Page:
There’s an article in the Guardian today by Hopi Sen, the former Labour head of campaigns, about his struggles to lose weight. I liked it for being very honest and not melodramatic.
There’s one thing that struck me, though. He’s writing from his own perspective, of course, but at one point he generalises to say:
I discovered the truly terrible secret of being fat. It doesn’t greatly matter to other people whether or not you are. Given a certain level of talent, charisma or passionate interest, or even without any of these things, other people’s interest in your weight is pretty minimal, unless you’re some sort of celebrity.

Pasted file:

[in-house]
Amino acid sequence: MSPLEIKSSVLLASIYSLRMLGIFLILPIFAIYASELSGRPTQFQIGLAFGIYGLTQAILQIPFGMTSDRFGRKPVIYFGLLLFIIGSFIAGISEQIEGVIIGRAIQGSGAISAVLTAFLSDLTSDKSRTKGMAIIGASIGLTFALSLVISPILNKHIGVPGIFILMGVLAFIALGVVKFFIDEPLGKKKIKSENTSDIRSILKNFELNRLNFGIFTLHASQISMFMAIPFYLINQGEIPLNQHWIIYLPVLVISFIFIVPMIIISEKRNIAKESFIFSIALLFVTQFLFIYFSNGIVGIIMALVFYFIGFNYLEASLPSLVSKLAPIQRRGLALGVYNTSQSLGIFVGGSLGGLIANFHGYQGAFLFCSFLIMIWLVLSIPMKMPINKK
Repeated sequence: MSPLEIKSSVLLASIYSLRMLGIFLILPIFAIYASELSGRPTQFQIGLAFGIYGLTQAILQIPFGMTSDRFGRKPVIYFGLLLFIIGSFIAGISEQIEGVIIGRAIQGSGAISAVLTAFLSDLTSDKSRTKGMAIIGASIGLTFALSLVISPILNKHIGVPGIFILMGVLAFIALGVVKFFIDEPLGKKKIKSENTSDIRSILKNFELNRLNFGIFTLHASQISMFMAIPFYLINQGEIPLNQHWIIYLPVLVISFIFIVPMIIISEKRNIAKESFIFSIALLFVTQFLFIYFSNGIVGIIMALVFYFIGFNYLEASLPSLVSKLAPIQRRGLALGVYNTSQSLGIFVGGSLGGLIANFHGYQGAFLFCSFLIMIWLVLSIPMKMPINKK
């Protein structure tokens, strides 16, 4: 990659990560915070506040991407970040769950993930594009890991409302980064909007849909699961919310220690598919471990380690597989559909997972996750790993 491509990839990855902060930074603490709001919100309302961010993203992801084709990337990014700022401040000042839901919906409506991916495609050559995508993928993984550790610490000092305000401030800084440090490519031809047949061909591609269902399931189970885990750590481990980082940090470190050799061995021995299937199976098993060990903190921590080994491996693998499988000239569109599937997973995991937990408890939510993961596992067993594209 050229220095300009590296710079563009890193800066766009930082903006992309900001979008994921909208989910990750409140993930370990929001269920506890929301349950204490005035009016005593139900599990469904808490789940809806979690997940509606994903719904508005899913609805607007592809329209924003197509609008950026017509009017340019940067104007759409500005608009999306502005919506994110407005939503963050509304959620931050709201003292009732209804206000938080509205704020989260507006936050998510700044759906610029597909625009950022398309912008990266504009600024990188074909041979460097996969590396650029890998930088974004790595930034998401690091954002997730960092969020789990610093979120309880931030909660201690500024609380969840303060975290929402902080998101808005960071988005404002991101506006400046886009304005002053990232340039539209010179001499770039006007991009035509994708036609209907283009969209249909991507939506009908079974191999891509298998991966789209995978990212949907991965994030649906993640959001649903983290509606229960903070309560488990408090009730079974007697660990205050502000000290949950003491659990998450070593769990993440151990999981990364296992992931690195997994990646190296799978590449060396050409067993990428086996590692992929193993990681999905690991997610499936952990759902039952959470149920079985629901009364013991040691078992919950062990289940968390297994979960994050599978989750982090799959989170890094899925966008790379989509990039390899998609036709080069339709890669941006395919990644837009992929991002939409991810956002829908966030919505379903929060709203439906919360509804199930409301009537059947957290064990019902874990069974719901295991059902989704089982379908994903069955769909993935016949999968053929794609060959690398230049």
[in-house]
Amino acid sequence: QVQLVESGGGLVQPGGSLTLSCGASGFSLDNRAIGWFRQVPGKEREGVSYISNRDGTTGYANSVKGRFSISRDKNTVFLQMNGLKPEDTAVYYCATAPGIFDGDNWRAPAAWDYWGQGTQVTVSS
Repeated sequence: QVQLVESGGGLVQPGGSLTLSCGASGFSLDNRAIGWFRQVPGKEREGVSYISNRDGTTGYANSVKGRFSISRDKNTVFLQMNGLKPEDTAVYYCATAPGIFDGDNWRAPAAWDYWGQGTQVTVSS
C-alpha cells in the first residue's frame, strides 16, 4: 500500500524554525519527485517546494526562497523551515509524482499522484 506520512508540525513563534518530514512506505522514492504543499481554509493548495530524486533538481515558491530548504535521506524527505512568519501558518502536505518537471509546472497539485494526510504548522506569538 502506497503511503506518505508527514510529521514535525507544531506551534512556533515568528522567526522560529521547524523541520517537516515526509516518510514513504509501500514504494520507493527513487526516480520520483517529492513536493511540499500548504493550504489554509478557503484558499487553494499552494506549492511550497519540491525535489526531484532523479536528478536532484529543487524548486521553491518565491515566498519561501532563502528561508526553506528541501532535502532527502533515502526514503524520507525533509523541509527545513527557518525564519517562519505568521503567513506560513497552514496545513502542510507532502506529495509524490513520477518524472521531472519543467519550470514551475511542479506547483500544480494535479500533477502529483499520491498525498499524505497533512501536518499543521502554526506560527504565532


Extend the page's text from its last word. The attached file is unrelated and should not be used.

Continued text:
Most people are not so superficial as to judge you on your weight alone, nor as interested in your flaws as you might wish. Unless you are the fabled One-Tonne Man, or mind-bogglingly boring, your weight simply cannot be the most interesting thing about you.
All of which may well be true – if you’re male.
Imagine a woman writing those two paragraphs. I can’t.
I have been lucky in that my life has contained very few people who have attacked or mocked me for my weight, but I cannot possibly be ignorant of the enormous cultural pressure for women to be thin.
And, of course, it’s not really true of all men either. But Sen’s statements really underline for me how different the cultural pressures are. It would have been useful if he’d noticed or acknowledged that too.